£1m coffee pot smashes art record

A WORK by Scottish Colourist Samuel John Peploe has smashed the record for the most expensive Scottish painting sold at auction.

Still Life with Coffee Pot fetched nearly 1 million, easily breaking the record set seven years ago by former coal miner Jack Vettriano with his romantic picture The Singing Butler.

The painting was sold yesterday to an unnamed UK private collector at Christie's in London.

The auctioneer's British and Scottish pictures expert Andre Zlattinger said: "It's a masterpiece by him, a fabulous picture, and a great result."

The price for the 1905 painting, including the buyer's premium, was 937,250. The previous record for a work by Peploe was 623,650 for Tulips, sold by Sotheby's in London last year.

The actual coffee pot is still owned by Elizabeth Peploe, the artist's daughter-in-law.

Her son, Guy Peploe, managing director of the Scottish Gallery, told The Scotsman his grandfather would have been "astonished". He said: "He was an extremely modest man and would be highly embarrassed by all the attention and the value of his work.

"He just quietly, in a very self-critical way, got on with his work. He knew he was good, but that does not necessarily translate into commercial success. It certainly didn't in his lifetime.

Mr Peploe added: "For a lot of people this isn't a typical Colourist picture, it is the pinnacle of his achievement in his early style. It shows incredible skill. It demonstrates an extraordinary technical mastery. But he later turned his back on this technique and the way forward for him was the way of colour."

The Christie's auction of 20th century British and Irish art in London yesterday brought in a total of nearly 18m. It featured a strong showing of Scottish artwork, from the Colourists to Stephen Conroy, in a test of how they rank against other major British artists.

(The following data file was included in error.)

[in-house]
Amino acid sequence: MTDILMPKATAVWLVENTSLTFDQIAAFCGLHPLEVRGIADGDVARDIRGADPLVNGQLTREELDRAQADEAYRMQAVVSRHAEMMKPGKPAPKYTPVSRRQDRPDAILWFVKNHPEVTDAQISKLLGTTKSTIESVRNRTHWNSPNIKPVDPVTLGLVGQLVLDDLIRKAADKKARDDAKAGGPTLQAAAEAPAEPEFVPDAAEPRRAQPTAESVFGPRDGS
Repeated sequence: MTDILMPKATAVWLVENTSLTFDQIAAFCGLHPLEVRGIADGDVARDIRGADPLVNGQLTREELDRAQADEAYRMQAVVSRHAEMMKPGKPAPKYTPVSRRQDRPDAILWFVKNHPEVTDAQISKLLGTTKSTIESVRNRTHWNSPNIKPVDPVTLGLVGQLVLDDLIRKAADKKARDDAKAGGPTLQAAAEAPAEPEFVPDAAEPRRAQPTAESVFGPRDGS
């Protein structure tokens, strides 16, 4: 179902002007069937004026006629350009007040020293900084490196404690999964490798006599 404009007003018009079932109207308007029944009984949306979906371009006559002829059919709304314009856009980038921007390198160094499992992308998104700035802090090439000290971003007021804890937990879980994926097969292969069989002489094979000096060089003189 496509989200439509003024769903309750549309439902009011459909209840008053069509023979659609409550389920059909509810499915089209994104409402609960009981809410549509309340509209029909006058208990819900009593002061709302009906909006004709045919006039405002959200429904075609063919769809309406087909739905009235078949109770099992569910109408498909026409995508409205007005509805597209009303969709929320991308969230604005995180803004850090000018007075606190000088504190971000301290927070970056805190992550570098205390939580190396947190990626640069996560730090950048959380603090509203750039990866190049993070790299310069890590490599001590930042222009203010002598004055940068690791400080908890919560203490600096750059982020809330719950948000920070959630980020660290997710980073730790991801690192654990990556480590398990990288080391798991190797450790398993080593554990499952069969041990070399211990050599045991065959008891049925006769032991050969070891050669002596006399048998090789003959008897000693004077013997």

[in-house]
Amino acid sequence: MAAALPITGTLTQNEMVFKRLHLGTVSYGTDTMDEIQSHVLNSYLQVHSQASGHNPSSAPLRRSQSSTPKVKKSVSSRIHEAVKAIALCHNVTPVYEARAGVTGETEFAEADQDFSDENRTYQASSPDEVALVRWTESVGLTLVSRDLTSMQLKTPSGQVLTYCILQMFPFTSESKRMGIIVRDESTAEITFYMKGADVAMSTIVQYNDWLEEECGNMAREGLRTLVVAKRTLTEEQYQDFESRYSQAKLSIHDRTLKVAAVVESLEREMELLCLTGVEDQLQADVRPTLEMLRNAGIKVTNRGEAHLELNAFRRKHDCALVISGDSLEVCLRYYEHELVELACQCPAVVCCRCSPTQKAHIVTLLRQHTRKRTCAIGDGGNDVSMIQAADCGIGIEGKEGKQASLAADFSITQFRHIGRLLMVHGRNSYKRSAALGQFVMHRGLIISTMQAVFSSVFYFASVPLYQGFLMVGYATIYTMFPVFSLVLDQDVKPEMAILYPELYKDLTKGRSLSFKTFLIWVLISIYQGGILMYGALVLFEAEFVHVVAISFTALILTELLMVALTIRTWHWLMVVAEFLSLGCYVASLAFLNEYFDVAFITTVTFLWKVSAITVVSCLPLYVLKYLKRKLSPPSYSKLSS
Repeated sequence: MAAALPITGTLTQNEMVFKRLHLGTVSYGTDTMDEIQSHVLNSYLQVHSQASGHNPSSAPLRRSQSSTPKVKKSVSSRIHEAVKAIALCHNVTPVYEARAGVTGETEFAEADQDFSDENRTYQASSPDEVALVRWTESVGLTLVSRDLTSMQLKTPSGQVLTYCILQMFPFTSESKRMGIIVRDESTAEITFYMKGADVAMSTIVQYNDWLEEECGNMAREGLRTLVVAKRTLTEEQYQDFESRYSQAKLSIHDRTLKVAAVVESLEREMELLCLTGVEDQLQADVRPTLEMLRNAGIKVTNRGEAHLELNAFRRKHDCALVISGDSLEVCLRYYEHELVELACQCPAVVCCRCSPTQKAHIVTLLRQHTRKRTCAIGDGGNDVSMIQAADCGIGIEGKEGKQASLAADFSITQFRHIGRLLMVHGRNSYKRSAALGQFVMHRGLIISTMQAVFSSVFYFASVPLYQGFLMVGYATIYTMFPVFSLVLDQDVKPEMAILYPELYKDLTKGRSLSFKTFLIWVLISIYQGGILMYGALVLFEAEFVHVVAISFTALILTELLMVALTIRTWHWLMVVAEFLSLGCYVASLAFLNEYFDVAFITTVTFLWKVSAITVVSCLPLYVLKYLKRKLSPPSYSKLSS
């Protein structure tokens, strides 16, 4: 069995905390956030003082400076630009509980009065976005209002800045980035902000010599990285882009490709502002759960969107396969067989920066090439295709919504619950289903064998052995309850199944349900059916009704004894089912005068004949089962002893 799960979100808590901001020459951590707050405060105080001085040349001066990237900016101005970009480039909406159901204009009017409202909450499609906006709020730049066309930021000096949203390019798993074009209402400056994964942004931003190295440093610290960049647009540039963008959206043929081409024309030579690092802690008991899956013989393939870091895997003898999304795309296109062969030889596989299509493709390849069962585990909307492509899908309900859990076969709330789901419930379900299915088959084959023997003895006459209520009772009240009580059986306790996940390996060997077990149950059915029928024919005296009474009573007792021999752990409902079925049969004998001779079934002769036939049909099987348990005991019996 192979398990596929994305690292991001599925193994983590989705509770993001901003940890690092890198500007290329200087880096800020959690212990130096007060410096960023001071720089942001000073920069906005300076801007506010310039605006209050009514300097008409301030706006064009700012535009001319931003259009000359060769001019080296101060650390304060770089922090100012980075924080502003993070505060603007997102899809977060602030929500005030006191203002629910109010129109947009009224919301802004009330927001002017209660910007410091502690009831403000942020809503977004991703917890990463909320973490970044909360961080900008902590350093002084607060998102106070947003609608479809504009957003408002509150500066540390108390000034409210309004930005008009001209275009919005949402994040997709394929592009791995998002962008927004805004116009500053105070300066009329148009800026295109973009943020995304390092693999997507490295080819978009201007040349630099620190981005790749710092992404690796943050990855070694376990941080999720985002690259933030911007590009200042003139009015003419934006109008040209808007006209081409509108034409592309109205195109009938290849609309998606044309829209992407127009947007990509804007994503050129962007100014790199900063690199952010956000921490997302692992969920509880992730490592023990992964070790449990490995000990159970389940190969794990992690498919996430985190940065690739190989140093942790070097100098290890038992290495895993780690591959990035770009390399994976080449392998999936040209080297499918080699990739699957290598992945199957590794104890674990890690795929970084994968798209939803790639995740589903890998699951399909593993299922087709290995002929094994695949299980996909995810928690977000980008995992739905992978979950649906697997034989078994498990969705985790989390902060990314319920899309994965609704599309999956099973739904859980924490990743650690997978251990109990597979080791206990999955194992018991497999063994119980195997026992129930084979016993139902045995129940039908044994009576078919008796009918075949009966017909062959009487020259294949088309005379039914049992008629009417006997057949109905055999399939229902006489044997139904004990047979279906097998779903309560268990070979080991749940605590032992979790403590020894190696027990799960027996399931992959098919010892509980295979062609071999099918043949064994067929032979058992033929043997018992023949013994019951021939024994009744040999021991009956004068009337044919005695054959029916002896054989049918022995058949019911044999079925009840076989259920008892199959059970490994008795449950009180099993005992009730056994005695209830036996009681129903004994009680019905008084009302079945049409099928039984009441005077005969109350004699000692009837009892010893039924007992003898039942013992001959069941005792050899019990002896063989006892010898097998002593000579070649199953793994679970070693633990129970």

In recent years, Christie's and Sotheby's have stopped holding separate art auctions in Scotland, to the dismay of some Scottish experts. But the auctioneers argue that taking the works to London will boost UK and international sales of Scottish work.

Gordon Brennan, head of painting at Edinburgh College of Art, said Peploe was the most important Scottish post-impressionist painter.He said: "He somewhat overshadowed the other Scottish Colourists, but no doubt due to the recent publicity received from the Royal Academy show in London it is understandable that an already highly collected painter has been able to realise such a high auction price.

"The auction is a fickle barometer of 'value', but nevertheless it is interesting that such a painting should reach such a high market value."

Tom Hewlett, director of the Portland Gallery in London, said: "Collectors of Scottish Colourist paintings are looking for the best examples and they are prepared to pay good prices for works that stand out and are fresh to the market."

Still Life with Coffee Pot fetched the third-highest price in the sale. The top lot was LS Lowry's The Football Match, from 1949, which sold for 5,641,250. It was a world record for the artist, known for his stick figures. It was the highest price ever paid for a work in the category of 20th century British and Irish Art. Stanley Spencer's The Crucifixion from 1934 sold for 2,001,250, setting a record for his art.

Experts may also be relieved to see the classic artworks of the Scottish Colourists re-establish their presence at the top of the market ahead of Vettriano, whose prices appear to have slumped since they soared in the wake of The Singing Butler's sale. The only Vettriano piece in the sale, Dancers, was on at an estimated 30,000 to 40,000, but failed to find a buyer.

A series by the Scottish artist Joan Eardley, whose pictures have become increasingly popular at auction, also sold well, as did two pictures by Scottish artist Stephen Conroy.

Still Life with Coffee Pot is rated one of five or six signature works by Peploe, but the sales of other Scottish Colourist works in the sale were "patchy", said Mr Zlattinger. He blamed it on the fact that several had been sold in recent years and so were not "fresh to market".

Figures in a Street, Montmartre by Peploe sold for 103,250, more than double the pre-sale estimate of 40-60,000. John Duncan Ferguson's Paris sold within estimate for 34,850.

But FCB Cadell's Roses, at an estimated 80,000 to 120,000, did not find a buyer, and neither did Peploe's Still Life with Wine Decanter, at an estimated 200,000 to 300,000. His Roses, however, from the early 1920s sold for 337,250, against an estimate of 300,000 to 500,000.